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Digital Banking

November 11, 2018

 

While consumer-facing tech like real-time payments and mobile banking hold great promise for banks, updates to behind-the-scenes infrastructure could be the key to cost savings and competitive advantage. With improved regulatory clarity and the prospect of normalized interest rates, technology will be the future battleground of differentiation for both consumers and investors. As an example, most bank consumers in developed markets are expected to have access to real-time payments by the end of 2018 allowing banking transactions to be completed with a swipe of the smartphone. But customer-facing applications aren’t the only differentiators that investors should be watching. As mobile banking increases customer traffic, having efficient scalable back-end systems becomes critical. Behind the scenes, digitization in banking has the potential to boost back-office efficiencies, reduce operational risk and improve profitability.

 

Over the long term, tech advances such as artificial intelligence (AI) and blockchain will clearly play a role in the evolution of banking. However, modernizing the infrastructure backbone that is, the core banking systems which handle the backbone of a bank’s activities, such as deposits and credits is the most important step banks will need to take. In order to remain competitive, banks will need to update technology on the back end in order to deliver a seamless experience on the front end since customers will have little tolerance for glitchy apps no matter how sleek the user interface. Investments in cloud computing and robotic process automation (RPA) should also take priority. Both of these investments offer an immediate opportunity for cost savings in the back office, while at the same time putting banks in a better position to compete with FinTech’s.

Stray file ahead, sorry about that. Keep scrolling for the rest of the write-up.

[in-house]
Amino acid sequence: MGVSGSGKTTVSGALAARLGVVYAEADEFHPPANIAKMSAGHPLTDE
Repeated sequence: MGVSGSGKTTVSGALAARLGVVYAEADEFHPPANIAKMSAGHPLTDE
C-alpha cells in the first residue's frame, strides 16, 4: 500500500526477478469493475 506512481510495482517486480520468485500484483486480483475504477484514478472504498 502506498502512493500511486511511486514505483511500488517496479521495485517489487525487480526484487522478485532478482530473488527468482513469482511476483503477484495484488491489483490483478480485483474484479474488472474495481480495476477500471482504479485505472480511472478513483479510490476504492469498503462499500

To better gauge infrastructure spending, analysts recently analyzed IT expenses over the last five years and earnings call transcripts over the last two years to better understand how banks are spending their IT budgets, gauge their progress against their competitors, and identify banks with the highest potential for improvement:

 

Core banking systems: With many banks still operating off a patchwork of legacy systems, most banks will need to make some improvements to their backbone. Migrating to a state-of-the art core banking system could reduce cost/income by 9%.

 

Cloud computing: Most of the banks are moving to the cloud, which offers the potential to shrink relevant infrastructure costs by 30% or more. Leaders have already moved 10% to 40% of their servers and operating systems to the cloud, and many are targeting up to 80% by 2020.

 

Robotic process automation: Among all of the technologies on the table, RPA may have the greatest potential in the near term. Put simply, these applications (robots) transfer information from one system to another, automating processes previously handled by humans; this can include everything from customer onboarding and payment reconciliations, to fraud prevention and compliance reporting.

 

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